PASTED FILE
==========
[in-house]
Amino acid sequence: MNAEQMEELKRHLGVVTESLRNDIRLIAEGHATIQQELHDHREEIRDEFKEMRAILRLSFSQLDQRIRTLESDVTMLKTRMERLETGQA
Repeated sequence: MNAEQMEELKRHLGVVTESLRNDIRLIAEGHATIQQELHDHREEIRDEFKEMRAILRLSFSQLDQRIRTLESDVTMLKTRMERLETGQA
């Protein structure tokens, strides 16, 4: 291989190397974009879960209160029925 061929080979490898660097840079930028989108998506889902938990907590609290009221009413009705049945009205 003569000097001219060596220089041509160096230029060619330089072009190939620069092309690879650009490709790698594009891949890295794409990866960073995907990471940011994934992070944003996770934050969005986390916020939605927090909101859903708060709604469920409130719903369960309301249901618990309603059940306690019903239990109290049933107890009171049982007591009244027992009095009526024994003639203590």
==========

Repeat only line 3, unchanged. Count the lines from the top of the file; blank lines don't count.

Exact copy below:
Repeated sequence: MNAEQMEELKRHLGVVTESLRNDIRLIAEGHATIQQELHDHREEIRDEFKEMRAILRLSFSQLDQRIRTLESDVTMLKTRMERLETGQA